As for the candidate’s children, they’ve all taken on different roles in assisting their parents’ potential run in office. Ivanka Trump, one of the beautiful daughters of Donald Trump, seems to be very individualistic when it comes to her father’s running. Sifting through her positive, motivating twitter feed, equipped with over 2 million followers, there is little to no talk of her father. Instead, she focuses her energy on promoting her new book, and posting women-centered articles ranging from health, to fashion, to being an entrepreneur. Chelsea Clinton, the bright-smiled daughter of Hillary Clinton, seems to be very promotional of her mother. While still maintaining a positive message, Chelsea dedicates most of her twitter feed to her mother, often participating in the use of the viral hashtag, #ImWithHer. Eric Trump, the son of Donald, seems to emulate his father’s strategy behind social media. Veering away from his sister’s positivity, he posts adamantly of Hillary’s controversies, while also heavily promoting his father. They all have their different strategies of supporting their parents- even pushing them further towards their goals.
So what does this ultimately mean for us? We don’t need to worry as much this season about as exclusive of a TV market, but with more of a focus on digital, should we, as digital marketers be worried? It depends. When it comes to things like promotional tweets, or Trump buying a hashtag for the day, we aren’t directly affected. We’re still able to put up our ads and boost our posts without as many exclusive market times or cost surges. The attention from TV to digital this election is at such a sweet spot- we’re able to live our lives as advertisers normally.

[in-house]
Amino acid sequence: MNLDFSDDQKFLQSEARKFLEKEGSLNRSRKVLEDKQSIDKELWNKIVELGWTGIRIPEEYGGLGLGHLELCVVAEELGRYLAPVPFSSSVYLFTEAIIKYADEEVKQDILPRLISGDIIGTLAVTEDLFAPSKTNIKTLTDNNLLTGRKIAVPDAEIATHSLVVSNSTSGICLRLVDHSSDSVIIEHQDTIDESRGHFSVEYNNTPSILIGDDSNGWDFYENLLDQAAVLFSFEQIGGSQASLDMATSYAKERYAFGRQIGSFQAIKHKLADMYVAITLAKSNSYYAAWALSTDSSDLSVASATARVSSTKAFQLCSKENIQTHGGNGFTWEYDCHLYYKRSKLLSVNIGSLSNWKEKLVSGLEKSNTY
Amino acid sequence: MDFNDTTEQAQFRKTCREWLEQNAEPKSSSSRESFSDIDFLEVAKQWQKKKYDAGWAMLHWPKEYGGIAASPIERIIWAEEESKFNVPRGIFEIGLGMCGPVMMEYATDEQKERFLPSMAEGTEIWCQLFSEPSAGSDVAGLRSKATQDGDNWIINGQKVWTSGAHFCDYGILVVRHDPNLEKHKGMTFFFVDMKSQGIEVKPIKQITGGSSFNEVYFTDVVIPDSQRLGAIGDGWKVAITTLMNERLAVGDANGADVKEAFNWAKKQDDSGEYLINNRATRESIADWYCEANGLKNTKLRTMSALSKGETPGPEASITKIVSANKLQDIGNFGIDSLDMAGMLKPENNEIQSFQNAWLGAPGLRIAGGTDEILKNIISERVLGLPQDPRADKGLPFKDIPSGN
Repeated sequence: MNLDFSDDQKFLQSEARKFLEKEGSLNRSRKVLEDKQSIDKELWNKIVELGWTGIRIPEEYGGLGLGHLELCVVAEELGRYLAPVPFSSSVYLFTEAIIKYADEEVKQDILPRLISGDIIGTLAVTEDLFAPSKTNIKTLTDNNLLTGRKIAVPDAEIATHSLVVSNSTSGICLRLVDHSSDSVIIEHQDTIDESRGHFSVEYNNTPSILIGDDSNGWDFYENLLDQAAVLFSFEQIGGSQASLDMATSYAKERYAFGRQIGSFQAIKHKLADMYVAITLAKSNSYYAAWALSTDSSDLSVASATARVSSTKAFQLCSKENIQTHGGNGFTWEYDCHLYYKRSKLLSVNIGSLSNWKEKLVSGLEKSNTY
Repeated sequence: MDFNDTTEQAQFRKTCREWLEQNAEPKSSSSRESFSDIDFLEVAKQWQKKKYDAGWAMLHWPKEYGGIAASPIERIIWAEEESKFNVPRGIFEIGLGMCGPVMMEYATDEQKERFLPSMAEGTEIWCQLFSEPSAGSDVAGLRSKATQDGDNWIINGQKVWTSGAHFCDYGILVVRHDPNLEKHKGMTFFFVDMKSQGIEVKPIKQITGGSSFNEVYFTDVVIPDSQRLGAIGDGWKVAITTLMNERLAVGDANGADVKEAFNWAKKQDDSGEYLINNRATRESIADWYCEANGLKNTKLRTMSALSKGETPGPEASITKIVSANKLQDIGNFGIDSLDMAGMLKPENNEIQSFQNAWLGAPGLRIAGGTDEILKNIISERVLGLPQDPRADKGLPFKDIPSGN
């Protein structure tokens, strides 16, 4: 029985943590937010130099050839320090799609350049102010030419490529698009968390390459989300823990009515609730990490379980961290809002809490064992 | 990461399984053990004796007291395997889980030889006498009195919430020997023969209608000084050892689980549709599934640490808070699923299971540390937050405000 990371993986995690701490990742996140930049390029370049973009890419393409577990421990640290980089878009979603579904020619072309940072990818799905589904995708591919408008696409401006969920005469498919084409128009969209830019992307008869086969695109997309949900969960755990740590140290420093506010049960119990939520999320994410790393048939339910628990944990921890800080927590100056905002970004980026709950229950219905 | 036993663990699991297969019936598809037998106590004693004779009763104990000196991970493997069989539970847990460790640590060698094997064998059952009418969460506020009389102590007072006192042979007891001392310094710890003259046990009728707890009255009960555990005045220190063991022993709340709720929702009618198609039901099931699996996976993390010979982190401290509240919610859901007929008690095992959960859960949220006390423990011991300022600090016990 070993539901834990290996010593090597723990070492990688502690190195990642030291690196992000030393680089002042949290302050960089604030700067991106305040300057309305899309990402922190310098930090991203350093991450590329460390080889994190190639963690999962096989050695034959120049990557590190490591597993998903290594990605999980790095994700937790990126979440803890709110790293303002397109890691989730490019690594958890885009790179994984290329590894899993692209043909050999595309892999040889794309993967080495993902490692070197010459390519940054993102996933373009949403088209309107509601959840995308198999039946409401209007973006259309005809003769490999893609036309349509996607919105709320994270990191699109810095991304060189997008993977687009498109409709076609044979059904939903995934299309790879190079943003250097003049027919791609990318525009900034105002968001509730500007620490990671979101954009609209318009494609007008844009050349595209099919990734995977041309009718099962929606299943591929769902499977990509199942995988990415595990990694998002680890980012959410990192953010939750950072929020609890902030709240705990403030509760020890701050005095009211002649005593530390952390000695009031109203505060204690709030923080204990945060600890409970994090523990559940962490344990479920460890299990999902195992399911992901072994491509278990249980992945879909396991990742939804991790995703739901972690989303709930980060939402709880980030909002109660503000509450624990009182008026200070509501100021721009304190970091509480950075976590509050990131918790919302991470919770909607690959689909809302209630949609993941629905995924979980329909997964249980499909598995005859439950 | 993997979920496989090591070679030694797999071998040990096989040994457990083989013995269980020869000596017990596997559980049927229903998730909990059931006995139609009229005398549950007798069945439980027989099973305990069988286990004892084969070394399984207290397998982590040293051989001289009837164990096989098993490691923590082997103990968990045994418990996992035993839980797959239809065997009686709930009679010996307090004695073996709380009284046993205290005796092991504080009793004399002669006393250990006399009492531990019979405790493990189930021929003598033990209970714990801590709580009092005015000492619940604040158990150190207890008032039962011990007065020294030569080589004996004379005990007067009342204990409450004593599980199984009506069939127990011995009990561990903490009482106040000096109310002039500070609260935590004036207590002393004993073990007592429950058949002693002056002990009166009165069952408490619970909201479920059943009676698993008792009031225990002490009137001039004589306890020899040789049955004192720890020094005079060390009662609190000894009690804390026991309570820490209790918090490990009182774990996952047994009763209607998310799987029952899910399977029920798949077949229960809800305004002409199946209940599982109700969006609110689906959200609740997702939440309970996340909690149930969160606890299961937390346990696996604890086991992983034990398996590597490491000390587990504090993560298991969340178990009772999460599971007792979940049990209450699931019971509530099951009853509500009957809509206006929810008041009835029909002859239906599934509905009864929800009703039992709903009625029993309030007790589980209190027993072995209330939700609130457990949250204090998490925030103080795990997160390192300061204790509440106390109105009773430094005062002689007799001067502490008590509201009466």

Looking into the future, the digital ad percentages are sure to continue to rise, as TV is sure to drop, which will make digital a nosier, messier, and more complicated arena in 2020. Ultimately, the 2016 election has been good to us, we can do our thing more than we have been able to in the past. While 2020 may not be projected to be as kind, as resilient as we’re programmed to be in an ever-changing world, these things don’t stop us.
Posted by Andrew Smith, President of initiate-it, a digital first, full-service agency in Richmond, Virginia. Fresh out of Radford University with a degree in communications/PR, he was quickly hired as a media planner for Circuit City. Next thing anybody knew, he was leading the media efforts for the company’s South and West Coast markets and its affiliate CarMax. Then it was off to The Martin Agency as media planner for Kellogg’s, Seiko, TV Land, and Alltel. His transition into account management came when he joined The Bergman Group in Richmond, quickly taking the lead in the agency’s efforts for Capital One, Drive Time, Sandler Training, CapTech Ventures, Sports Management International, IMG, Greenway Medical, and Sheltering Arms Physical Rehabilitation Centers.